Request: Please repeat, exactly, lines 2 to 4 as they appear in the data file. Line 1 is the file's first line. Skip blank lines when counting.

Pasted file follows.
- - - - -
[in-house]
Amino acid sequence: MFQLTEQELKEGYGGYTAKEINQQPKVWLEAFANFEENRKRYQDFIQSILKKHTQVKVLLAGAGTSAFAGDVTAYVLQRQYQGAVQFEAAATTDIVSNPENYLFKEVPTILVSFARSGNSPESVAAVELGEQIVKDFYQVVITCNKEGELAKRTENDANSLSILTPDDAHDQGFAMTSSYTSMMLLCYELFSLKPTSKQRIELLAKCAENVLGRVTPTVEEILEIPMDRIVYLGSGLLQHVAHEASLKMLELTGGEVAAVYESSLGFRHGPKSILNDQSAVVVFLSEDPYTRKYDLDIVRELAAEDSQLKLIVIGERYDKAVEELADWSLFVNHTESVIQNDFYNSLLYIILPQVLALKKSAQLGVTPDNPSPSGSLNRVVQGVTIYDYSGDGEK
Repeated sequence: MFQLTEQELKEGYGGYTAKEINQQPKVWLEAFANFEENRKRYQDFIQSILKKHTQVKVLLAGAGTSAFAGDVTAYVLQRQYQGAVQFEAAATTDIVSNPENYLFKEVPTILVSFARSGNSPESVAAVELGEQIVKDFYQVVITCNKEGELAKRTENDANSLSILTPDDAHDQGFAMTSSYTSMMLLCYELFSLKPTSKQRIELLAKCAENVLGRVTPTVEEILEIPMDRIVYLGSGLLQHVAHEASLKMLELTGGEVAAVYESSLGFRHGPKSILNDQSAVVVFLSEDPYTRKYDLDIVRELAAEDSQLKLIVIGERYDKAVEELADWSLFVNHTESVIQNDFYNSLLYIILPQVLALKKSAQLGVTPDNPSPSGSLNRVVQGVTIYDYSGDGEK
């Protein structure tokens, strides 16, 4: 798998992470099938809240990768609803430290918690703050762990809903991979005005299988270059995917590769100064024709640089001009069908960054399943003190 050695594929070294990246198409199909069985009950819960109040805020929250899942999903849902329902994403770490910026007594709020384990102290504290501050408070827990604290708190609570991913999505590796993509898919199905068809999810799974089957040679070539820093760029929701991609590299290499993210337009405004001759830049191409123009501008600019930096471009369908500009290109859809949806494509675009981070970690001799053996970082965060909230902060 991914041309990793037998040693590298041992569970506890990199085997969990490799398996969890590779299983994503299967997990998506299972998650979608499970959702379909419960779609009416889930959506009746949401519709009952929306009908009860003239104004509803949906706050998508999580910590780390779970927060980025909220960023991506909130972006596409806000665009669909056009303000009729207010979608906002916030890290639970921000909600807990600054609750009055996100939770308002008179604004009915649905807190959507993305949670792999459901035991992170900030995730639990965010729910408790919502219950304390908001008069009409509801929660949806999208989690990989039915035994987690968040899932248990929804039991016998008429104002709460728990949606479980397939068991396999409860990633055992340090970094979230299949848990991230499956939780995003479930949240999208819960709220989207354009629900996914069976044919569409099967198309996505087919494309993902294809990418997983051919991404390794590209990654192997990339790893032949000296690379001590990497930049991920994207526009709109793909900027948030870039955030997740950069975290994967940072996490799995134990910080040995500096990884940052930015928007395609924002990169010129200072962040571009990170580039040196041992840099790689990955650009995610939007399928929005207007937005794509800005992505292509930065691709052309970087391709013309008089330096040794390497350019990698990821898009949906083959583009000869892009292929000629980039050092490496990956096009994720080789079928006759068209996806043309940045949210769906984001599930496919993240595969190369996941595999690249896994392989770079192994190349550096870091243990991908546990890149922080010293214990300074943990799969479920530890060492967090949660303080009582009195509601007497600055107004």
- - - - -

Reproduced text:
Amino acid sequence: MFQLTEQELKEGYGGYTAKEINQQPKVWLEAFANFEENRKRYQDFIQSILKKHTQVKVLLAGAGTSAFAGDVTAYVLQRQYQGAVQFEAAATTDIVSNPENYLFKEVPTILVSFARSGNSPESVAAVELGEQIVKDFYQVVITCNKEGELAKRTENDANSLSILTPDDAHDQGFAMTSSYTSMMLLCYELFSLKPTSKQRIELLAKCAENVLGRVTPTVEEILEIPMDRIVYLGSGLLQHVAHEASLKMLELTGGEVAAVYESSLGFRHGPKSILNDQSAVVVFLSEDPYTRKYDLDIVRELAAEDSQLKLIVIGERYDKAVEELADWSLFVNHTESVIQNDFYNSLLYIILPQVLALKKSAQLGVTPDNPSPSGSLNRVVQGVTIYDYSGDGEK
Repeated sequence: MFQLTEQELKEGYGGYTAKEINQQPKVWLEAFANFEENRKRYQDFIQSILKKHTQVKVLLAGAGTSAFAGDVTAYVLQRQYQGAVQFEAAATTDIVSNPENYLFKEVPTILVSFARSGNSPESVAAVELGEQIVKDFYQVVITCNKEGELAKRTENDANSLSILTPDDAHDQGFAMTSSYTSMMLLCYELFSLKPTSKQRIELLAKCAENVLGRVTPTVEEILEIPMDRIVYLGSGLLQHVAHEASLKMLELTGGEVAAVYESSLGFRHGPKSILNDQSAVVVFLSEDPYTRKYDLDIVRELAAEDSQLKLIVIGERYDKAVEELADWSLFVNHTESVIQNDFYNSLLYIILPQVLALKKSAQLGVTPDNPSPSGSLNRVVQGVTIYDYSGDGEK
């Protein structure tokens, strides 16, 4: 798998992470099938809240990768609803430290918690703050762990809903991979005005299988270059995917590769100064024709640089001009069908960054399943003190 050695594929070294990246198409199909069985009950819960109040805020929250899942999903849902329902994403770490910026007594709020384990102290504290501050408070827990604290708190609570991913999505590796993509898919199905068809999810799974089957040679070539820093760029929701991609590299290499993210337009405004001759830049191409123009501008600019930096471009369908500009290109859809949806494509675009981070970690001799053996970082965060909230902060 991914041309990793037998040693590298041992569970506890990199085997969990490799398996969890590779299983994503299967997990998506299972998650979608499970959702379909419960779609009416889930959506009746949401519709009952929306009908009860003239104004509803949906706050998508999580910590780390779970927060980025909220960023991506909130972006596409806000665009669909056009303000009729207010979608906002916030890290639970921000909600807990600054609750009055996100939770308002008179604004009915649905807190959507993305949670792999459901035991992170900030995730639990965010729910408790919502219950304390908001008069009409509801929660949806999208989690990989039915035994987690968040899932248990929804039991016998008429104002709460728990949606479980397939068991396999409860990633055992340090970094979230299949848990991230499956939780995003479930949240999208819960709220989207354009629900996914069976044919569409099967198309996505087919494309993902294809990418997983051919991404390794590209990654192997990339790893032949000296690379001590990497930049991920994207526009709109793909900027948030870039955030997740950069975290994967940072996490799995134990910080040995500096990884940052930015928007395609924002990169010129200072962040571009990170580039040196041992840099790689990955650009995610939007399928929005207007937005794509800005992505292509930065691709052309970087391709013309008089330096040794390497350019990698990821898009949906083959583009000869892009292929000629980039050092490496990956096009994720080789079928006759068209996806043309940045949210769906984001599930496919993240595969190369996941595999690249896994392989770079192994190349550096870091243990991908546990890149922080010293214990300074943990799969479920530890060492967090949660303080009582009195509601007497600055107004």